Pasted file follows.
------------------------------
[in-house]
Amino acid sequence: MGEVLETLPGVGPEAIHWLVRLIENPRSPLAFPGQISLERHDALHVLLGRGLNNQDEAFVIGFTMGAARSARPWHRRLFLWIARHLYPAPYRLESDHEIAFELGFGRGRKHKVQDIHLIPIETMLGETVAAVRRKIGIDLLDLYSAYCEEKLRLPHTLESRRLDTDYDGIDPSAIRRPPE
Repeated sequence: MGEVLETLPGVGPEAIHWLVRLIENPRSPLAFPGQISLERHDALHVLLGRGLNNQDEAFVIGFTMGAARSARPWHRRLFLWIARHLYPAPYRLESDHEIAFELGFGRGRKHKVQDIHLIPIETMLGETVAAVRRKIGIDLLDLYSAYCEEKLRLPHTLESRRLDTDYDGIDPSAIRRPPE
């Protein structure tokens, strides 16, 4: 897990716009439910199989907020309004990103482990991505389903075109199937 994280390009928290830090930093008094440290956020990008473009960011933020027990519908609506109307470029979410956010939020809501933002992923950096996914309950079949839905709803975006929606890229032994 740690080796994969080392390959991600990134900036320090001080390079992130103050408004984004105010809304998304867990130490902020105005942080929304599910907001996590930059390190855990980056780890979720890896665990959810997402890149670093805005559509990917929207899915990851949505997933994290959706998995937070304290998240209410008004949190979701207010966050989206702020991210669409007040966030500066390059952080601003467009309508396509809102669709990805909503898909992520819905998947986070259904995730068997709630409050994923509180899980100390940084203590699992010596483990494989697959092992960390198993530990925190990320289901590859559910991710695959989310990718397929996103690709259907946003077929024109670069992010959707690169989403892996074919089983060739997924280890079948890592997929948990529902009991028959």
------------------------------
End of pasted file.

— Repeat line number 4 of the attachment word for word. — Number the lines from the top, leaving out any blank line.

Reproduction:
């Protein structure tokens, strides 16, 4: 897990716009439910199989907020309004990103482990991505389903075109199937 994280390009928290830090930093008094440290956020990008473009960011933020027990519908609506109307470029979410956010939020809501933002992923950096996914309950079949839905709803975006929606890229032994 740690080796994969080392390959991600990134900036320090001080390079992130103050408004984004105010809304998304867990130490902020105005942080929304599910907001996590930059390190855990980056780890979720890896665990959810997402890149670093805005559509990917929207899915990851949505997933994290959706998995937070304290998240209410008004949190979701207010966050989206702020991210669409007040966030500066390059952080601003467009309508396509809102669709990805909503898909992520819905998947986070259904995730068997709630409050994923509180899980100390940084203590699992010596483990494989697959092992960390198993530990925190990320289901590859559910991710695959989310990718397929996103690709259907946003077929024109670069992010959707690169989403892996074919089983060739997924280890079948890592997929948990529902009991028959």